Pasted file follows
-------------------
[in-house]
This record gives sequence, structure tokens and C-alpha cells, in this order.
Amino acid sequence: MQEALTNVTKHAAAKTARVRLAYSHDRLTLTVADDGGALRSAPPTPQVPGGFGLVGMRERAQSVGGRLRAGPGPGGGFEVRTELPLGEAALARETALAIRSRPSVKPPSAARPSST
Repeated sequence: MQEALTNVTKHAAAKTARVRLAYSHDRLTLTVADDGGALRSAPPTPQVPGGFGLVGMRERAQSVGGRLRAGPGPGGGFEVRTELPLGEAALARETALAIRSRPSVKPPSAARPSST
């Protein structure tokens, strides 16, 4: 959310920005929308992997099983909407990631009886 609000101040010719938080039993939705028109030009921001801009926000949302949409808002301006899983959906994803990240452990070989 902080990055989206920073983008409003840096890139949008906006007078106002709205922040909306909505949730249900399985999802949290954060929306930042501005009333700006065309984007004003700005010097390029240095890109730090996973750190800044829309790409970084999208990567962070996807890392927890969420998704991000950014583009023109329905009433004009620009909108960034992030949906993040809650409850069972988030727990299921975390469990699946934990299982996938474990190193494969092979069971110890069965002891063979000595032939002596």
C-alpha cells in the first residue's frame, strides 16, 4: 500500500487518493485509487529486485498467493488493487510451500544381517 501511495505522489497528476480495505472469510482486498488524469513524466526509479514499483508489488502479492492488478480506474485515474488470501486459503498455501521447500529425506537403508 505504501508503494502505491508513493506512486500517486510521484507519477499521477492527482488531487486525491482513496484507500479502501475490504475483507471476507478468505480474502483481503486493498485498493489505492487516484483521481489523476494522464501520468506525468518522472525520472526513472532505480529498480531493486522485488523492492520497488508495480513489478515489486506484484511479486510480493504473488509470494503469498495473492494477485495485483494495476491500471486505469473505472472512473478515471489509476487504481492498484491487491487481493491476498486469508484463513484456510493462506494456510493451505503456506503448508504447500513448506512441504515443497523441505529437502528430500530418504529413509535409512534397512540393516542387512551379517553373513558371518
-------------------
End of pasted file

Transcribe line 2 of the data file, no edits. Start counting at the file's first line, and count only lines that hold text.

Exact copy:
This record gives sequence, structure tokens and C-alpha cells, in this order.